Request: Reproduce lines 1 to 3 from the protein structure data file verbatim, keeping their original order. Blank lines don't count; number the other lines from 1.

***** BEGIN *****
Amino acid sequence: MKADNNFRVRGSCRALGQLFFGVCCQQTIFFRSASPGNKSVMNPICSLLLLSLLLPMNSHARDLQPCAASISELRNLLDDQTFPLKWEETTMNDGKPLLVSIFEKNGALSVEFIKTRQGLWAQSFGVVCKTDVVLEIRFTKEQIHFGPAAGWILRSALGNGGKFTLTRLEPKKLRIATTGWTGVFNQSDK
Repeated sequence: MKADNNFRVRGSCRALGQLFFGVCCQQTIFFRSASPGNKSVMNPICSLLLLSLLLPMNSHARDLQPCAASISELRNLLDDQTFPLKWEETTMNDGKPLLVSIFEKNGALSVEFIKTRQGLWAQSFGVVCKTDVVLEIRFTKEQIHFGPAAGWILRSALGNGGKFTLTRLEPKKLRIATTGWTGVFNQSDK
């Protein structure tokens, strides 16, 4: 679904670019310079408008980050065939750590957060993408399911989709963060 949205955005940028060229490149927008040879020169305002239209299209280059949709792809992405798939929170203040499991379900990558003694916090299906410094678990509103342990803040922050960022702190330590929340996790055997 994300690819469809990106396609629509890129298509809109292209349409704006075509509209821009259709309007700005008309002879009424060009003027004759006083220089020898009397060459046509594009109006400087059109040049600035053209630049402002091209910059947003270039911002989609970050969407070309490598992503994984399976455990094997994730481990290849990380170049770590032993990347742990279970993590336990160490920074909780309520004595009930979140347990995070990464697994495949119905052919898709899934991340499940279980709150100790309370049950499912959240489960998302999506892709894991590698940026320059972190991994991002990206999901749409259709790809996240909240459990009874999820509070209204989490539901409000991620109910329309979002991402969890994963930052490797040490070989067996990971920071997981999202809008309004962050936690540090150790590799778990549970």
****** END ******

Amino acid sequence: MKADNNFRVRGSCRALGQLFFGVCCQQTIFFRSASPGNKSVMNPICSLLLLSLLLPMNSHARDLQPCAASISELRNLLDDQTFPLKWEETTMNDGKPLLVSIFEKNGALSVEFIKTRQGLWAQSFGVVCKTDVVLEIRFTKEQIHFGPAAGWILRSALGNGGKFTLTRLEPKKLRIATTGWTGVFNQSDK
Repeated sequence: MKADNNFRVRGSCRALGQLFFGVCCQQTIFFRSASPGNKSVMNPICSLLLLSLLLPMNSHARDLQPCAASISELRNLLDDQTFPLKWEETTMNDGKPLLVSIFEKNGALSVEFIKTRQGLWAQSFGVVCKTDVVLEIRFTKEQIHFGPAAGWILRSALGNGGKFTLTRLEPKKLRIATTGWTGVFNQSDK
């Protein structure tokens, strides 16, 4: 679904670019310079408008980050065939750590957060993408399911989709963060 949205955005940028060229490149927008040879020169305002239209299209280059949709792809992405798939929170203040499991379900990558003694916090299906410094678990509103342990803040922050960022702190330590929340996790055997 994300690819469809990106396609629509890129298509809109292209349409704006075509509209821009259709309007700005008309002879009424060009003027004759006083220089020898009397060459046509594009109006400087059109040049600035053209630049402002091209910059947003270039911002989609970050969407070309490598992503994984399976455990094997994730481990290849990380170049770590032993990347742990279970993590336990160490920074909780309520004595009930979140347990995070990464697994495949119905052919898709899934991340499940279980709150100790309370049950499912959240489960998302999506892709894991590698940026320059972190991994991002990206999901749409259709790809996240909240459990009874999820509070209204989490539901409000991620109910329309979002991402969890994963930052490797040490070989067996990971920071997981999202809008309004962050936690540090150790590799778990549970």